More women than men are searching for new jobs with a higher salary as the cost of living crisis impacts female employees and mothers returning to work, new research has suggested.
The findings reveal more than three-quarters (77%) of women are looking for roles with increased wages, compared to only 59% of men as finances are squeezed and childcare costs continue to rise.
Families are having to fork out more than two-thirds of their salaries on childcare, which could have a knock-on effect on the income needed to cover the costs.
This may, in part, explain why so many women are looking to up their wages and make it worth their while, finance-wise, returning to work after maternity leave, adoption leaving or looking after children.
Alistair Williams, executive business coach at A Clear Path Ahead, has noticed this pattern recently with his own clients too.
He has worked with a number of post-maternity leave returners who have had to re-evaluate their current position, particularly if they have been going back to a part-time role.
"Typically they have looked to either take on more responsibility (and in turn negotiate a salary increase within the role) or have simply increased their negotiated number of days," he explains.
"The opportunity to work for organisations who embrace hybrid working and, crucially, have a clear return-to-work initiative feature very highly alongside salary and remuneration considerations, while any benefits package that can include childcare support is always highly sought after.
"These enhanced benefits will often be exactly what's needed to make the difference between taking on a role or not."
But it seems searching for a better paid role and actually achieving one are two different prospects, with over two-thirds (68%) of the mothers taking a career break claiming they experience confidence issues about negotiating salaries.
The same is not necessarily true for their male counterparts, however.
Williams describes something known as the "ask gap", which is the difference between what women and men ask for within salary negotiations.
"Put simply, men have tended to ask for larger salaries and have been more likely to negotiate and play off organisations against each other," he explains. "While there are many reasons for this, confidence is a key influence."
Watch: What is the ideal time to return to work after maternity leave?
It isn't just while negotiating salaries that women's self-esteem is taking a hit, however, with further results from the survey, by Reed.co.uk, finding that 69% feel taking a career break has affected their confidence when applying for a new job.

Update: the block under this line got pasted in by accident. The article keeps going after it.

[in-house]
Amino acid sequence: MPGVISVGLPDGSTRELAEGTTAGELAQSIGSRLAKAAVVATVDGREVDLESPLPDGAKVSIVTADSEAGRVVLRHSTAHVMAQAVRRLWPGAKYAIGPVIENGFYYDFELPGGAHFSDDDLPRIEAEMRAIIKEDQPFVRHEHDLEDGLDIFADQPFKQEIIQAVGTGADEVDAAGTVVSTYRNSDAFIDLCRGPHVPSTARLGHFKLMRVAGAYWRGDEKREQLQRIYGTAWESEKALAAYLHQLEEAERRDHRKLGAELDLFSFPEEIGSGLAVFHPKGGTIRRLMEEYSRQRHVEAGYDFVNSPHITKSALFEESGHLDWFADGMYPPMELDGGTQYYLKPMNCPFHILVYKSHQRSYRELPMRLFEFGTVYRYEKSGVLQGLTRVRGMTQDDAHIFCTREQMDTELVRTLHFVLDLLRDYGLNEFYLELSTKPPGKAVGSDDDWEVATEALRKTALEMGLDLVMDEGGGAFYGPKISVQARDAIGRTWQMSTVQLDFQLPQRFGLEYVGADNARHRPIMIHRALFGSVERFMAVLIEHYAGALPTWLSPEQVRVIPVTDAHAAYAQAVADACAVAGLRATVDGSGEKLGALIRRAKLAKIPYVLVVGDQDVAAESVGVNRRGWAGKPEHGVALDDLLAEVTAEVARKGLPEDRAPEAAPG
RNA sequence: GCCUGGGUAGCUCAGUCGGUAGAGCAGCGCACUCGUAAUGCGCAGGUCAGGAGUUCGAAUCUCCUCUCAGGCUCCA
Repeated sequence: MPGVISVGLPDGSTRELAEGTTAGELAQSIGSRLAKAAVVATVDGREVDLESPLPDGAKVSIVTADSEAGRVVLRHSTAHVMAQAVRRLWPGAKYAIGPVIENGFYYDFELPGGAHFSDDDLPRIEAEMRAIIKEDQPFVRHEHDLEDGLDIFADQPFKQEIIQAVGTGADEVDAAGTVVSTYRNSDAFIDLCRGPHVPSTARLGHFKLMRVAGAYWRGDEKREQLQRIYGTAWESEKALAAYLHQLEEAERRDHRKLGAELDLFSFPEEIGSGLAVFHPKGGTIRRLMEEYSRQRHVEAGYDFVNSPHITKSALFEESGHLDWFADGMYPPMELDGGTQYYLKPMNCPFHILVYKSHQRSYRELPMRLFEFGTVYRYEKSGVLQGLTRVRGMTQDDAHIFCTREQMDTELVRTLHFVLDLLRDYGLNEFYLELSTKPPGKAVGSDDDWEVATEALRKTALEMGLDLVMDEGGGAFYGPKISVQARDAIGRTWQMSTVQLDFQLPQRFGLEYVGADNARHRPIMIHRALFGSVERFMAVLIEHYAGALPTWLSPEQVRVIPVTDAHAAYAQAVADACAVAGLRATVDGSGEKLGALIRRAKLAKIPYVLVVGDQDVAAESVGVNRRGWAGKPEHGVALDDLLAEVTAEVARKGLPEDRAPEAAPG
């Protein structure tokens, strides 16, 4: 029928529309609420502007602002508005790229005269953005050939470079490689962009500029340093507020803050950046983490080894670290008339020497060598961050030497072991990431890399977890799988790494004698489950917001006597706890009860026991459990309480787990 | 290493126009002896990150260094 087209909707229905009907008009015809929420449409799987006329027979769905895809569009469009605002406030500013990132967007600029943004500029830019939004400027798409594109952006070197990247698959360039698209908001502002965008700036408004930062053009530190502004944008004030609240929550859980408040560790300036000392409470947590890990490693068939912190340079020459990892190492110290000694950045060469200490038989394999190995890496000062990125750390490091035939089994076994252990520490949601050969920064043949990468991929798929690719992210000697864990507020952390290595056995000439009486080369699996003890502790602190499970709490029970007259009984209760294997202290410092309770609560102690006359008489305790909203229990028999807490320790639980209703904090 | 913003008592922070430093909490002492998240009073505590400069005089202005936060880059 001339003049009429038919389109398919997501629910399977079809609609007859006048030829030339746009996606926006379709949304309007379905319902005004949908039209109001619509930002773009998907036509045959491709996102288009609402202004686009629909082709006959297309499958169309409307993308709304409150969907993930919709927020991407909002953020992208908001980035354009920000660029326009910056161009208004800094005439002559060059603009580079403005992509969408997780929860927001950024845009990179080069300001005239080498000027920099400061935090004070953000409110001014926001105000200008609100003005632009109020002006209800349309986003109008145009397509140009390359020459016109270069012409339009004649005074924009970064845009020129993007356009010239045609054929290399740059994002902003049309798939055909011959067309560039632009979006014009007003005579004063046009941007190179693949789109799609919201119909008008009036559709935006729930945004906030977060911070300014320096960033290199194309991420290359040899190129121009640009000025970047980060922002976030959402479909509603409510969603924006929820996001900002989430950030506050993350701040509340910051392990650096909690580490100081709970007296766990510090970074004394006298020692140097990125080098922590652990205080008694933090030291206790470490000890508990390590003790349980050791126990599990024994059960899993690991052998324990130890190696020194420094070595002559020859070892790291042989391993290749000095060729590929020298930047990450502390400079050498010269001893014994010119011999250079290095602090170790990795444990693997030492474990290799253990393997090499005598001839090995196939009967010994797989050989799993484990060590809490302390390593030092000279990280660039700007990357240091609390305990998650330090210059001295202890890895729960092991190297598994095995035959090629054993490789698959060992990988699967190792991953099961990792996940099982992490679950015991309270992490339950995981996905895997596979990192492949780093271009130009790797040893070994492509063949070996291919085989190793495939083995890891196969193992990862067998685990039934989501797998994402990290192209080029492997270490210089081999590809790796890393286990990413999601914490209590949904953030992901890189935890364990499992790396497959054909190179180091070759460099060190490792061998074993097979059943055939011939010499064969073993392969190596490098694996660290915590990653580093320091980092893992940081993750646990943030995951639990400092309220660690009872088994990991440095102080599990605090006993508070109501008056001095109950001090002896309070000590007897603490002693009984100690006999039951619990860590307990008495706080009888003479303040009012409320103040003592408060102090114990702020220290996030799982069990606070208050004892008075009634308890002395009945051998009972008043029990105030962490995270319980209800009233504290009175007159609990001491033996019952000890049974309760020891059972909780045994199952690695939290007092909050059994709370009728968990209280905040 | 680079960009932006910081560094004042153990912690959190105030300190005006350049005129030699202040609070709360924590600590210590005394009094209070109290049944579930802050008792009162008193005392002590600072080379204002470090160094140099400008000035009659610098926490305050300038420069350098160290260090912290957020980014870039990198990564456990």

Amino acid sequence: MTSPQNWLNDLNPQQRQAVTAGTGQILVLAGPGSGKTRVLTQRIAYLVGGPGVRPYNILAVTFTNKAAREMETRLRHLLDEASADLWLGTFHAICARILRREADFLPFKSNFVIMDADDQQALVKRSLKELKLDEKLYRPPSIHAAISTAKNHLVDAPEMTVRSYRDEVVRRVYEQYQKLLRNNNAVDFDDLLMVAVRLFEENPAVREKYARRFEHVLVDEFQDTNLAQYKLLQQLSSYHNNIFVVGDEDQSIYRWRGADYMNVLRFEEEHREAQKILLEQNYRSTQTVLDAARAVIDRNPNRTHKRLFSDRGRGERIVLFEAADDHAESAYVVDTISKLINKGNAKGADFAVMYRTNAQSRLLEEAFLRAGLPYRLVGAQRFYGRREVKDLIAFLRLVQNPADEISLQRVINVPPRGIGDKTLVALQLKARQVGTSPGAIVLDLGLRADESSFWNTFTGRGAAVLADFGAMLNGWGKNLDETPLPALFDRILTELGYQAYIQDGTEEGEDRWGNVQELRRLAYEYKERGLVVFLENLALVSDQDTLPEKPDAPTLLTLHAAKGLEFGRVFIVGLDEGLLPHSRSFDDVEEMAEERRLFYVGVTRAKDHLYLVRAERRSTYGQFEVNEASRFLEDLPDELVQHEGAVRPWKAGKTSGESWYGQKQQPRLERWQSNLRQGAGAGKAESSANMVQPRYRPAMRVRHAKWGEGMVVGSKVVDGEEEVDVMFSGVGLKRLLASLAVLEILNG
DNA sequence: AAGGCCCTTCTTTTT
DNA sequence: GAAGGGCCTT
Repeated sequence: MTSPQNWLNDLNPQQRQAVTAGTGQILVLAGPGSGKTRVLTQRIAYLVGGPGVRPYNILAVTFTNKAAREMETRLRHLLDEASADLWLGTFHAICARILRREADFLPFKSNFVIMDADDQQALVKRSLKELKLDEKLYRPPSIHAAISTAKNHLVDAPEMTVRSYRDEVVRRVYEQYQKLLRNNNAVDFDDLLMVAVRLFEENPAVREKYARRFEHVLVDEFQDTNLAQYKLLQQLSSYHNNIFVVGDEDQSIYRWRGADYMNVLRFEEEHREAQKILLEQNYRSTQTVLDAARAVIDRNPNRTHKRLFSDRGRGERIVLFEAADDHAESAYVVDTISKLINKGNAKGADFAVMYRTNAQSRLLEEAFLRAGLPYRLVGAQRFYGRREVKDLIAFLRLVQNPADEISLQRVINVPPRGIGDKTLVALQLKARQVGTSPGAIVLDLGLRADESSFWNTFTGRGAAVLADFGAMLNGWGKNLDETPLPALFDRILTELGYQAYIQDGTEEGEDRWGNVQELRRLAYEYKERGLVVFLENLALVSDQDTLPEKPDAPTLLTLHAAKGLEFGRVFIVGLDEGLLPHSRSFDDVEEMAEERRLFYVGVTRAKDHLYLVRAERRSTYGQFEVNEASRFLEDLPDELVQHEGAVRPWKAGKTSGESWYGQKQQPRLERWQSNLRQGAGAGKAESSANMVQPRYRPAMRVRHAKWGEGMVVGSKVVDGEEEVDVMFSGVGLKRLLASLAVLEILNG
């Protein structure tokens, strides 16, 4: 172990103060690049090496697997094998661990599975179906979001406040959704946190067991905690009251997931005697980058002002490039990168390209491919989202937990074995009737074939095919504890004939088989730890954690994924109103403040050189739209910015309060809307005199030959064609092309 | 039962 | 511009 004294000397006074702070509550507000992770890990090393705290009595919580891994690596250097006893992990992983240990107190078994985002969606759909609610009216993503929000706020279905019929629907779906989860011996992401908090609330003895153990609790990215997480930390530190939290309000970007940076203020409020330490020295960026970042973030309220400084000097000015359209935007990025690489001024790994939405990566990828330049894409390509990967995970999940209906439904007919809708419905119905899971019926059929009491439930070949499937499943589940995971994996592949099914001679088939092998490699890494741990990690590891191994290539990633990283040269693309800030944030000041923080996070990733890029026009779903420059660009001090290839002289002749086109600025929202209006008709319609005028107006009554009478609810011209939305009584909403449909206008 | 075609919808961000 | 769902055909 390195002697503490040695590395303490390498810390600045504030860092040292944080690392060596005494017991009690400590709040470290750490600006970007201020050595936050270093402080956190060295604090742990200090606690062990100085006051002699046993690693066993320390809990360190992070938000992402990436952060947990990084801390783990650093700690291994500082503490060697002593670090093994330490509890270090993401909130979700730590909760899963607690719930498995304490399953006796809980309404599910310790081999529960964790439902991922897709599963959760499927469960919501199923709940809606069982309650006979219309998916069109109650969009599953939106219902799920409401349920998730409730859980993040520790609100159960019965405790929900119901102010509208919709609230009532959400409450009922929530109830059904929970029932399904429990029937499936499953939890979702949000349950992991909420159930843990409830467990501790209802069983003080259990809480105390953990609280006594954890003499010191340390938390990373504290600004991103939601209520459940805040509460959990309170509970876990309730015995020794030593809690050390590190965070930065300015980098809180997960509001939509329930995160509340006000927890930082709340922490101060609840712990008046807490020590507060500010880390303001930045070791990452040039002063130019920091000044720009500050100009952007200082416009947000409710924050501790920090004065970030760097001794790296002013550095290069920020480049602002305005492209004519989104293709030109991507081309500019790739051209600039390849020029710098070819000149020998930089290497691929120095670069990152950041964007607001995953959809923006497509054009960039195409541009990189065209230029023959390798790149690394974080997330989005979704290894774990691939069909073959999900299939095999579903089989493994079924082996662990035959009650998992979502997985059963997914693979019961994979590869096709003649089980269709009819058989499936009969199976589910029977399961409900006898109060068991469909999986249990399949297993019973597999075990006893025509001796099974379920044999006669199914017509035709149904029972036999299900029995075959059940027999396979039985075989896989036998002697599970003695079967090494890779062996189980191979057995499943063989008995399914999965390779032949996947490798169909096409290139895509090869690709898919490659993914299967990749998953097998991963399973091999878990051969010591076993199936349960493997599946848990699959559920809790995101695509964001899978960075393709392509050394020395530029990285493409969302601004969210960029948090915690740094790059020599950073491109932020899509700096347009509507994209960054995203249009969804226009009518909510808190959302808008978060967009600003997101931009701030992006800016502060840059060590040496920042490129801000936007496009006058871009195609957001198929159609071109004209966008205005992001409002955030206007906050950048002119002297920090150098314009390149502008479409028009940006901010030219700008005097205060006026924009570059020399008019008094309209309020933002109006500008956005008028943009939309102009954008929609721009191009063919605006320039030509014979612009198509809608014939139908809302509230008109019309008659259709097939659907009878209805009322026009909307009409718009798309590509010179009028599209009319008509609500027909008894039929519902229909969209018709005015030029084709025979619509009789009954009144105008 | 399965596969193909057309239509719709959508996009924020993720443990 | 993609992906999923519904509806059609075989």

Thankfully, there are some simple tactics women can adopt to improve their confidence in the workplace, particularly when returning after taking time out raising children.
Ask yourself what you need
We often focus on what the organisation needs from us, however Williams says any new role or return to a role should come with an opportunity for you to share what you need from the organisation.
"Your life is now different and you may have different values, priorities and interests," he explains. "Ensuring that you are clear about what these are and how both this role and the organisational culture fits with these needs will equip you with the confidence that you are in the right place."
Have absolute clarity about the role itself
If there's no job description for example, how will you understand what's needed, what the necessary impact of the role is and what you should be prioritising?
"If you sense high levels of ambiguity here, seek to address these without delay," Williams adds.
Reframe your back-to-work fears
For example, are you noticing 'self limiting beliefs' popping up such as: 'I can't do this', 'I'll struggle', 'I've forgotten how to do it'?
"These are all extremely common and in some respects serve us to prepare and get into the return mindset," Williams says. "However, they often have little truth to them. I often suggest that clients think back to a time when they have been thriving at work and focus on those positive feelings, describing what they have been doing, and then remind themselves of this sense of achievement.
"In turn, this will address these self-limiting beliefs head on with an alternative version," he adds.
Williams says he often hears a theme around "this is now it, for the rest of my life", but suggests working to reframe into smaller chunks.
"Think of returning to work as being something that you'll (personally) re-evaluate after three months or six months in the role," he suggests.
"It may help to think of it as a contract that will work for us as long as it is working for us," he adds. "There will always be alternative options."
Remember your worth
Williams suggests being confident in your own abilities and remembering that there will be areas where you will need some support and development. "In exactly the same way as your other colleagues," he adds.
Build your support network
This will include colleagues, friends and family. "Share your challenges, but keep talking, keep encouraging each other and keep a sense of perspective," Williams says.